Many societies in our world are in the midst of major transformation from a premodern to modern social structure. This is being replicated in the shift of other societies from a modern to postmodern social structure.
Not only is the future different today from what it was in the past, planning for, organizing and leading on behalf of the future is a difficult if not absurd task for anyone to undertake. This series of essays is all about the challenging (and perhaps absurd) task of preparing for a future world that has not yet revealed itself.
Clearly, being a leader means more than inspiring others to perform. Going from being an outstanding individual performer to being a successful leader of others requires a new self-definition
What Keeps High-Achieving Women from Choosing Executive Positions: VII. Results: Themes Four and Five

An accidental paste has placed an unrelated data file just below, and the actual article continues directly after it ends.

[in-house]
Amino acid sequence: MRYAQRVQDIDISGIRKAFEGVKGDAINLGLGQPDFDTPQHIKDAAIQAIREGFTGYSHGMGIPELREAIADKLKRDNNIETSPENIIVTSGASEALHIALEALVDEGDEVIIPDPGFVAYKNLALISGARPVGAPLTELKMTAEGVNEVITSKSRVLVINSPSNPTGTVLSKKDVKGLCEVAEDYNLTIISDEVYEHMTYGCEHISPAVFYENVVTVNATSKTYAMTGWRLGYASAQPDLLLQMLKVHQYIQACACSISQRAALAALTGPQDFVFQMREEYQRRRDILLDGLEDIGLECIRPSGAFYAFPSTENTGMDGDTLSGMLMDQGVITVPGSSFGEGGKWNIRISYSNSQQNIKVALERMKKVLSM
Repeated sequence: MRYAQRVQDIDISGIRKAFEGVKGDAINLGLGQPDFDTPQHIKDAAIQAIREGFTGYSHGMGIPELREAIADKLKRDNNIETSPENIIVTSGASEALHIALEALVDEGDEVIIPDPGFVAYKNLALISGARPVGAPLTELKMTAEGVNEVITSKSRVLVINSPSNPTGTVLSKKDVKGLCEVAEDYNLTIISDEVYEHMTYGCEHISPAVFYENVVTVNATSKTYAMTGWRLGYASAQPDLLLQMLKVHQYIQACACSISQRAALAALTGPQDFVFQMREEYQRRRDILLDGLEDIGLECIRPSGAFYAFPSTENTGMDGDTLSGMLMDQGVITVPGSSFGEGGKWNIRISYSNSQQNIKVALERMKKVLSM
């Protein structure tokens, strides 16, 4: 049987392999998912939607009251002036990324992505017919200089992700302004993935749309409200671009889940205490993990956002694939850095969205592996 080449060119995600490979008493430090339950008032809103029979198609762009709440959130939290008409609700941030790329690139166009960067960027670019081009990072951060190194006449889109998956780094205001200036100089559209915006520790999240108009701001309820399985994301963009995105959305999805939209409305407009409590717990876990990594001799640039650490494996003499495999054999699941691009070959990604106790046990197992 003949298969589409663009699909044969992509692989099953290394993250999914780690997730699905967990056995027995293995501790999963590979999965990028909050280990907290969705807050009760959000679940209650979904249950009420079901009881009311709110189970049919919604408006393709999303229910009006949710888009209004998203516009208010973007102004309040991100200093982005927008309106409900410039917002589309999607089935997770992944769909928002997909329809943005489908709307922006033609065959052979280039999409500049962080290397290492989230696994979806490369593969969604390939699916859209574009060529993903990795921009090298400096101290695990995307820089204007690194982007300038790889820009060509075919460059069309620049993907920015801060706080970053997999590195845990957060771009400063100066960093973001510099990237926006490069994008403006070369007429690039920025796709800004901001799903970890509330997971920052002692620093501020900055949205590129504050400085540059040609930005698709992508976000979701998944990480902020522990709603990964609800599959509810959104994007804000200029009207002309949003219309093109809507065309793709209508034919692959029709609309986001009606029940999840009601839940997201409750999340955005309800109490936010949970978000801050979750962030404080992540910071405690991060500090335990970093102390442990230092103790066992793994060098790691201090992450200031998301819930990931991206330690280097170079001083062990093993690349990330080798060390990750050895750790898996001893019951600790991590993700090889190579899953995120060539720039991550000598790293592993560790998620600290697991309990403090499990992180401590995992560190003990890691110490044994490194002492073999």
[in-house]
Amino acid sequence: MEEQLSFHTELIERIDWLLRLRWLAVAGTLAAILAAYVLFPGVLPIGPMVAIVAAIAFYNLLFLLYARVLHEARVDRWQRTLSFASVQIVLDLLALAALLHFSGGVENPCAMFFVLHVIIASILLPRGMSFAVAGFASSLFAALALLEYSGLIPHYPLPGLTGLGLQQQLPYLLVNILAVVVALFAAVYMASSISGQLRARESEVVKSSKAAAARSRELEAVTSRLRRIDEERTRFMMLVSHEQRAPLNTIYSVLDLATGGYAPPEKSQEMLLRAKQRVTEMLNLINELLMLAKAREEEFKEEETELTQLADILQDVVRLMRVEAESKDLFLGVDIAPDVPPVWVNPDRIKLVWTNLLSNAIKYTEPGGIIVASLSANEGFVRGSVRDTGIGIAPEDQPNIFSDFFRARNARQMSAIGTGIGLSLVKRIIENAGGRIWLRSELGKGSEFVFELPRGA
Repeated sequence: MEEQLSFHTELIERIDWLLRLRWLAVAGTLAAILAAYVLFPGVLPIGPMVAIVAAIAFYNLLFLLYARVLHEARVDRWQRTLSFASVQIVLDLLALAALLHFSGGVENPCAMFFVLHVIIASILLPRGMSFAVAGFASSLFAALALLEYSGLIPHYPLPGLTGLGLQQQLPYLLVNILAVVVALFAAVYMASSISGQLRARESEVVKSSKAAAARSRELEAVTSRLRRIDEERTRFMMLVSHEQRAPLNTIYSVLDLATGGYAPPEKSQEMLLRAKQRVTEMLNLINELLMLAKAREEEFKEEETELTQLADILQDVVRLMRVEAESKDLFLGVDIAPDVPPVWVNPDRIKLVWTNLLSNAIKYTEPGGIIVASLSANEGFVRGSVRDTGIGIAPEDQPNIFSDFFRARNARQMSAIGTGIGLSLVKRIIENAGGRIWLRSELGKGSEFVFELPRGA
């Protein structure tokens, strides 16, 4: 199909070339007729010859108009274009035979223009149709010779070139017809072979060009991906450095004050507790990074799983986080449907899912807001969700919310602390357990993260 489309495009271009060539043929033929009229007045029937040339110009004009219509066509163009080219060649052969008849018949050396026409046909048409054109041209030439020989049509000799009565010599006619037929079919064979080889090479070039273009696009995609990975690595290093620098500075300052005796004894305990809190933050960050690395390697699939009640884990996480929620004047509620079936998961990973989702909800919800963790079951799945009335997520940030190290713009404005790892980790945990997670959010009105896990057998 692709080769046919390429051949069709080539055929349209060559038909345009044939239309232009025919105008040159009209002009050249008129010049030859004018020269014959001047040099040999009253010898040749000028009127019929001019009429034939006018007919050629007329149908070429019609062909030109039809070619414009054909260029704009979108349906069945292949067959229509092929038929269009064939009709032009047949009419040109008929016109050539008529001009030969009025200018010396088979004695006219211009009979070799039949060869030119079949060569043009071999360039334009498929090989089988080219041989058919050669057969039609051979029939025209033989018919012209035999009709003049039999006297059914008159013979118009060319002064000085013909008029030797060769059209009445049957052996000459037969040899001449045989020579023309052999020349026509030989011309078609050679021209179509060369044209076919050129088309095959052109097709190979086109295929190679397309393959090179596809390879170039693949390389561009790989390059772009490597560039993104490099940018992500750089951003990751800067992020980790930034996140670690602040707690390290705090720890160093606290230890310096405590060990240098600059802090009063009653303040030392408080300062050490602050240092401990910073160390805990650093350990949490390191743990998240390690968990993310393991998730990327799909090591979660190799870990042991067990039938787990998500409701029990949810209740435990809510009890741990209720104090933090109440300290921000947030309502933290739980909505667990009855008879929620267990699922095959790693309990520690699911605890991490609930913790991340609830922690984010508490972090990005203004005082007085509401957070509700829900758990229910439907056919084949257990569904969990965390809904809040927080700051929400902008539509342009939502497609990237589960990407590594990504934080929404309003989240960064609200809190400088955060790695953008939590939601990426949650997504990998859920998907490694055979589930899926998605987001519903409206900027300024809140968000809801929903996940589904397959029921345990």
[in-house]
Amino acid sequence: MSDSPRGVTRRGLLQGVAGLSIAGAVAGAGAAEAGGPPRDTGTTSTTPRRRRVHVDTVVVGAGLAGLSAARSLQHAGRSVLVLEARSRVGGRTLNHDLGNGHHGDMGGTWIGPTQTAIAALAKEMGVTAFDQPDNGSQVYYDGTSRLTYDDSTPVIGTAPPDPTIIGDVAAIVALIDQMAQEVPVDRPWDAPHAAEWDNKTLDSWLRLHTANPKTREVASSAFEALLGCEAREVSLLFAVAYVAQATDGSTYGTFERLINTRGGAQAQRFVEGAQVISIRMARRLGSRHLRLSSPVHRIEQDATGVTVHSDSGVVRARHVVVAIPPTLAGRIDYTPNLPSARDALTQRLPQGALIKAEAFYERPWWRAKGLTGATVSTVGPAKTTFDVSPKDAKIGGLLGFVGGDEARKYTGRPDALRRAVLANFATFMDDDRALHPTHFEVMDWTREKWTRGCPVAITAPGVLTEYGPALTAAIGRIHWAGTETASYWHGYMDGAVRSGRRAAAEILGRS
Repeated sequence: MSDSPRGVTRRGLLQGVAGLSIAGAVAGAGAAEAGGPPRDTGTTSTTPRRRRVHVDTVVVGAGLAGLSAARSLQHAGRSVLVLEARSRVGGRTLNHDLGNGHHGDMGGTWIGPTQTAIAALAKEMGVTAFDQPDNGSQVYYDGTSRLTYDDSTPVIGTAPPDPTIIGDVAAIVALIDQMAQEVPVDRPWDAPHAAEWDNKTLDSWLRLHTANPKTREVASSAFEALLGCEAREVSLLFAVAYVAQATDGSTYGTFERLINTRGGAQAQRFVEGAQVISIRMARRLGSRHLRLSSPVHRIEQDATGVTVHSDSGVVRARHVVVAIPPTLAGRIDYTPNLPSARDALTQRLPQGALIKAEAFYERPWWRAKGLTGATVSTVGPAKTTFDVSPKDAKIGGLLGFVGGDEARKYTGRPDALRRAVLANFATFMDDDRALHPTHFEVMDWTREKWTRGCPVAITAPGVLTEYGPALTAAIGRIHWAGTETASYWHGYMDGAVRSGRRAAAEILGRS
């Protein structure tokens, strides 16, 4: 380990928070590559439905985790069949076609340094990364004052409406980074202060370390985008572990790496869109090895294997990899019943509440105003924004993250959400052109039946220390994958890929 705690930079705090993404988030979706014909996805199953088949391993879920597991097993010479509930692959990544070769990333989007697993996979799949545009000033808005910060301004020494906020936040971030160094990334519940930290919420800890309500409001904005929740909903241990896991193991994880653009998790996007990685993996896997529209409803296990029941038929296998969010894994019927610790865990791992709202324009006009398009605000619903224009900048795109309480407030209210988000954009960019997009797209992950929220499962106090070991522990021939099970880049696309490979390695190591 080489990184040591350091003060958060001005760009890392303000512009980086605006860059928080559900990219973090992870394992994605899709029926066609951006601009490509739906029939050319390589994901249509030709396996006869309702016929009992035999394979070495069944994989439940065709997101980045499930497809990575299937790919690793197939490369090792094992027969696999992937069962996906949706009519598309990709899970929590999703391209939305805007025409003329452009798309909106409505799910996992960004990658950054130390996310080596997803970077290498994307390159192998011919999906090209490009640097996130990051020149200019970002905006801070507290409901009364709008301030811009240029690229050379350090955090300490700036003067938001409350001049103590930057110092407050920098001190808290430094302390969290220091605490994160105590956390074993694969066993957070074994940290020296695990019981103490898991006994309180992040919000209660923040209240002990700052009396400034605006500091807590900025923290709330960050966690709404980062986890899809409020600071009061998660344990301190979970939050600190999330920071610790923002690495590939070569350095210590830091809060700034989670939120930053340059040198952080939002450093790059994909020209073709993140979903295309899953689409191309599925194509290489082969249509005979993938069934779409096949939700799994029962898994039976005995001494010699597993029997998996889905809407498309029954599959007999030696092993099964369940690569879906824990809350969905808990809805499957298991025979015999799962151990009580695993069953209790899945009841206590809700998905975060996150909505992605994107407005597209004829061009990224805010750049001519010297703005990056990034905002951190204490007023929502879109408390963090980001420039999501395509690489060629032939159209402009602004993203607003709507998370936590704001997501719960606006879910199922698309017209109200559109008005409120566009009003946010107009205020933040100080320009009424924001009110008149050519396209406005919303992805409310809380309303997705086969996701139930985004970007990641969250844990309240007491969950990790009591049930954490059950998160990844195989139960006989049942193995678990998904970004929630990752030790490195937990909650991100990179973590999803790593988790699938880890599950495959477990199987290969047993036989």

The themes and patterns presented below and in the previous essay were matched to the assumptions defined prior to the research in the Hypothesis section (see earlier essay). Each theme is titled before the assumption, and then the results are given either validating or modifying the assumption. Following are the final two themes.
The intent of the research was to discover and share the inner factors—the beliefs, needs, aspirations, traits and choices—that are keeping this group of women from moving into executive positions.
In order to understand the behavior of high-achieving women in organizations, we cannot simply observe them in action. We have to take into account what the women feel and think to grasp both the ways they see the world and the motivations that drive their actions.
At least 30 years have passed since women became managers in significant numbers in the United States. This rise has been fraught with difficulties and roadblocks.